Ever since 70-year-old Vince Gauci was diagnosed with diabetes 15 years ago, he has been aware that he may one day develop foot ulcers – the cause of about 500 amputations every year in the country alone.
Having already had problems with his legs, due to bad circulation, that led to two operations, he regularly monitors his feet to check for the onset of ulcers.
So far, he has been spared, but the worry is there.
Now Maltese researchers are working to create a wearable device that would detect and help prevent diabetic foot ulcers – and alleviate the worry of many diabetes patients like Gauci.
The three-year project will aim to detect the risk of developing foot ulcers before they form, by monitoring the pressure and temperature on the sole of the foot during walking.
It will also seek to create a wearable device to prevent ulcers from forming – also preventing amputations as 85 per cent of amputations are preceded by ulceration.
“Where the high-risk foot is concerned, ‘time is tissue’.
“One cannot afford to wait for complications such as infection to develop as this might mean limb loss and ultimately even death,” Professor Cynthia Formosa, from the University of Malta’s Department of Podiatry, said.
For Gauci this particular research is “ideal”.
“When I was first diagnosed it was a shock,” he said.
“Firstly, because it was diabetes and, secondly, as I never realised how serious this was.
“It only got worse with time. If I had to be honest, before diagnosis, I was not careful about what I ate. There needs to be more awareness,” he added, also noting that it was comforting to know there could one day be a solution to dreaded foot ulcers.
The project brings together researchers at the University of Malta, in collaboration with Mater Dei Hospital, and is funded by the Malta Council for Science and Technology through the Fusion R&I Technology Development Programme.
The Smart Insole Technology for the management of the Diabetic Foot (Sit_Diab) project is led by Professor Alfred Gatt, who together with Professor Formosa, Dr Ing Marvin Bugeja and Dr Clifford DeRaffaele – and a team of other podiatrists and engineers – are striving to optimise this technology and make it available for use as soon as possible.
Diabetes is a chronic health condition that affects about 10 per cent of the population.
It occurs when the pancreas is unable to produce enough insulin, or when the body cells cannot make proper use of the insulin produced. Insulin acts like a key to let the blood sugar into the body’s cells for use as energy.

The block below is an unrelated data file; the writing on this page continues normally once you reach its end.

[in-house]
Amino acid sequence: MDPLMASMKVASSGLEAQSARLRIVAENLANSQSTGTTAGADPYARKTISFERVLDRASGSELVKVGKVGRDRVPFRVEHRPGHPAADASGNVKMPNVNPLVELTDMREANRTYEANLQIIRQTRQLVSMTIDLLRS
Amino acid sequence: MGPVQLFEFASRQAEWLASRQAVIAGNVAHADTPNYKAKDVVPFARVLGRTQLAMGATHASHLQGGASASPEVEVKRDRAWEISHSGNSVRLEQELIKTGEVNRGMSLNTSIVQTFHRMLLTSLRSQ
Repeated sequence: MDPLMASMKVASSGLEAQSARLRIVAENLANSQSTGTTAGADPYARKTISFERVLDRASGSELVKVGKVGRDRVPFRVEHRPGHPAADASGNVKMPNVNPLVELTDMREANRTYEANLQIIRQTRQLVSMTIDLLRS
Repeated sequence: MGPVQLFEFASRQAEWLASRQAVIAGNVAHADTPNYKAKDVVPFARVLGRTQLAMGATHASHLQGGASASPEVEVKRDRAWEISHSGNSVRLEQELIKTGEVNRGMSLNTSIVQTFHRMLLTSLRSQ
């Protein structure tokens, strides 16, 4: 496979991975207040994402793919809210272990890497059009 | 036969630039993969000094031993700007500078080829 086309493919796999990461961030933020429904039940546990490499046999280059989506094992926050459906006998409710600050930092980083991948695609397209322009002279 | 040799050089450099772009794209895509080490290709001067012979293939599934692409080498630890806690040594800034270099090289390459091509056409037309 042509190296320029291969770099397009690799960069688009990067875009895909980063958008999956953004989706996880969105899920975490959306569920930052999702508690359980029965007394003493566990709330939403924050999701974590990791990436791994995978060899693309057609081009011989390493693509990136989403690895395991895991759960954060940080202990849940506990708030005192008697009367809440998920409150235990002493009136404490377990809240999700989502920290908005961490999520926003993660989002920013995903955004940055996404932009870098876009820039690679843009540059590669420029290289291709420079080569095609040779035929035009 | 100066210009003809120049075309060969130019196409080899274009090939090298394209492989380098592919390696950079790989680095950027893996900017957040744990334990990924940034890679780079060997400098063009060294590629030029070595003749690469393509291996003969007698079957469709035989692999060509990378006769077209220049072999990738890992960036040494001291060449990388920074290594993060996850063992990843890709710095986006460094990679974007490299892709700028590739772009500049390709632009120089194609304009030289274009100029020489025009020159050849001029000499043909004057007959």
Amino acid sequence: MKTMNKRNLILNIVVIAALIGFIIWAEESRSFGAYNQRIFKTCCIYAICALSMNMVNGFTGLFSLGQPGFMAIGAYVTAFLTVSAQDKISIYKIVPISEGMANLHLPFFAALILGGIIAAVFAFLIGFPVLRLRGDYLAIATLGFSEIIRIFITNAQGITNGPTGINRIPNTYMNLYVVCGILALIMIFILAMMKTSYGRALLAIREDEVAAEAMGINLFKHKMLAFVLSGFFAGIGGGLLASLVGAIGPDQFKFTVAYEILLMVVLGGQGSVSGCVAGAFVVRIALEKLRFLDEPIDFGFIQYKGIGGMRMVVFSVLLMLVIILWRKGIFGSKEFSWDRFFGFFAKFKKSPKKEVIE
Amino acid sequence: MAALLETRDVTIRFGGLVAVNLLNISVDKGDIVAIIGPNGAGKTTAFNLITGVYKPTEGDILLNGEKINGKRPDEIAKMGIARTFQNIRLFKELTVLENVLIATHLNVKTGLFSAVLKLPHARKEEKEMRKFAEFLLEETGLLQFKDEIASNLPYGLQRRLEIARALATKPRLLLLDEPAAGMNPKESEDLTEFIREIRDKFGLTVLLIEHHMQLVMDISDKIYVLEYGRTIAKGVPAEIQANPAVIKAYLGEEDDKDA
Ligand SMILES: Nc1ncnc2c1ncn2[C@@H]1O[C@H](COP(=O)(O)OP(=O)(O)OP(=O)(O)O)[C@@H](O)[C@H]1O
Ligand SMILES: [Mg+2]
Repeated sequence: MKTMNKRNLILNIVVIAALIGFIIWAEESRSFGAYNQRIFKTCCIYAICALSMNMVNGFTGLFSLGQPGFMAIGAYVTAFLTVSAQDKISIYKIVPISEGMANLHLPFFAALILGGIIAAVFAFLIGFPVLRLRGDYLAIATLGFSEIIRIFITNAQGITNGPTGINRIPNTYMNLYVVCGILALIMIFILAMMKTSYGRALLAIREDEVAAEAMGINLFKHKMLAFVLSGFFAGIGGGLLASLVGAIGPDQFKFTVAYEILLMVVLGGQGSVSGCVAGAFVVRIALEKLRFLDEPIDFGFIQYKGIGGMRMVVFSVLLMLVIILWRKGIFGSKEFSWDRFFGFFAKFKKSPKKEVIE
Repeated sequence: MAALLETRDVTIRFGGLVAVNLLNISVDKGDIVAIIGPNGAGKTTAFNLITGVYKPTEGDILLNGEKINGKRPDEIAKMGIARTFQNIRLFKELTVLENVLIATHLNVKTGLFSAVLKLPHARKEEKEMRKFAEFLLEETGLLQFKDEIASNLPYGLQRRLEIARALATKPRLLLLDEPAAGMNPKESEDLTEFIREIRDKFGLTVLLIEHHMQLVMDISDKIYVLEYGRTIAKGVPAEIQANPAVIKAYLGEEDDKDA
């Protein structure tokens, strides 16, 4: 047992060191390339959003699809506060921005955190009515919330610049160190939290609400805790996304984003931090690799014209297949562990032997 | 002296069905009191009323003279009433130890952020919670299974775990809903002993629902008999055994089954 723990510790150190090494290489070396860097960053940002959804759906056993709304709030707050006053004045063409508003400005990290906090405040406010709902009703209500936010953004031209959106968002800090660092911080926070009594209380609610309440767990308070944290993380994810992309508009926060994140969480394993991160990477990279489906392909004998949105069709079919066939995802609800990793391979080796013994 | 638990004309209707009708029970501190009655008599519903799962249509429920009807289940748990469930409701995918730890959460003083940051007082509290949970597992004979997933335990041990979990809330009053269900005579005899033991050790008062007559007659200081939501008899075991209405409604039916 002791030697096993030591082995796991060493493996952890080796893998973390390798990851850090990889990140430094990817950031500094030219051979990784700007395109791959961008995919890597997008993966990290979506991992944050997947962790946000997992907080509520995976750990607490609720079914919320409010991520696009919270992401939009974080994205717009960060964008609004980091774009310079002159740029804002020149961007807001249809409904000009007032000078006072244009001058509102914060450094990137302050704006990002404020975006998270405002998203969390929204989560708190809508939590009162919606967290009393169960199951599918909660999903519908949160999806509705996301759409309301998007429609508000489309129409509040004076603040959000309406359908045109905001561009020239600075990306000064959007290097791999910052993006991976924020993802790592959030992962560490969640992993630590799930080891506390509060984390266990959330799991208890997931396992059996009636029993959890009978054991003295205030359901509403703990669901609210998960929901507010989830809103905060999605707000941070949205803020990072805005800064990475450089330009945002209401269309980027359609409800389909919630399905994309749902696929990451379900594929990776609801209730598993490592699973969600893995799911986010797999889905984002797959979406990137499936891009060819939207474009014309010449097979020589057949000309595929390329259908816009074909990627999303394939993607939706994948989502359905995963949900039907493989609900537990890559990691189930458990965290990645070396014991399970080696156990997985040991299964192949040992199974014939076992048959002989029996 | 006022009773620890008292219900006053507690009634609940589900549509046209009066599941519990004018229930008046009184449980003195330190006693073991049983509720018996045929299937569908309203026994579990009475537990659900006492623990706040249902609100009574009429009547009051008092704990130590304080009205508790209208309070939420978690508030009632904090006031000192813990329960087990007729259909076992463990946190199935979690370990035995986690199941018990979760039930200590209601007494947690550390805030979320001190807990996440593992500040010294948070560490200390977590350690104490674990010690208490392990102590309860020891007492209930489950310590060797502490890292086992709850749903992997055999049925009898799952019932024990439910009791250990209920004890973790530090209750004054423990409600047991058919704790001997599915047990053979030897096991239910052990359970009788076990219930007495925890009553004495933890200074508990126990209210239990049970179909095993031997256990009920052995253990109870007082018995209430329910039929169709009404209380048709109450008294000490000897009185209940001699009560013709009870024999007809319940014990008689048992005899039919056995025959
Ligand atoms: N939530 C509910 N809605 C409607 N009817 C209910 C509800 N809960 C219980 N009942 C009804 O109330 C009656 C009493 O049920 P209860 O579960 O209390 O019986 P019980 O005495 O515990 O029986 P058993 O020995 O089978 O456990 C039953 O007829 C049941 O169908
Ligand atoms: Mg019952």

A lack of insulin results in too much blood sugar in the bloodstream. Over time, it can cause serious health problems, such as heart disease, vision loss and kidney disease.
Additionally, the diabetic foot disease is a major condition that worldwide is only second to lung cancer as regards to costs and mortality.
Foot ulcers are among the most common complications of patients who have diabetes which is not well controlled.
It is also one of the common causes of amputation of lower extremities.
500 partial or full amputations of the foot in Malta every year
In Malta, some 500 partial or full amputations of the foot are carried out annually.
In the EU, 450,000 amputations cost €2.5 billion yearly, resulting in major economic consequences both for patients and healthcare systems alike.
If managed, ulceration may be prevented in 80 per cent of the cases.
An increase in pressure on the sole of the foot, followed by a rise in temperature before ulceration, are believed to be key indicators that could detect those areas which are about to develop a wound, known as a diabetic ulcer, Formosa explained.
To date, foot orthoses are being used to offload previously ulcerated areas. However, diabetic foot amputation and hospitalisation is still on the increase.
“This may suggest that current management is not effective, clearly demonstrating the need for the implementation of new and effective strategies aimed primarily at prevention of ulceration,” Formosa said.
The new technology, which builds on previous research carried out by the University of Malta, is unique as it assesses a patient’s risk of developing a diabetic foot ulcer by monitoring foot plantar pressure and temperature during walking.
“Using Artificial Intelligence, it will use a fusion of pressure and temperature sensors to determine areas high-risk of ulceration during daily activities,” Gatt said.
“By the end of the project, it is hoped that this novel device will be developed to the extent that it can be manufactured and should be available to people living with diabetes to avoid the incidence of foot complications worldwide,” he added.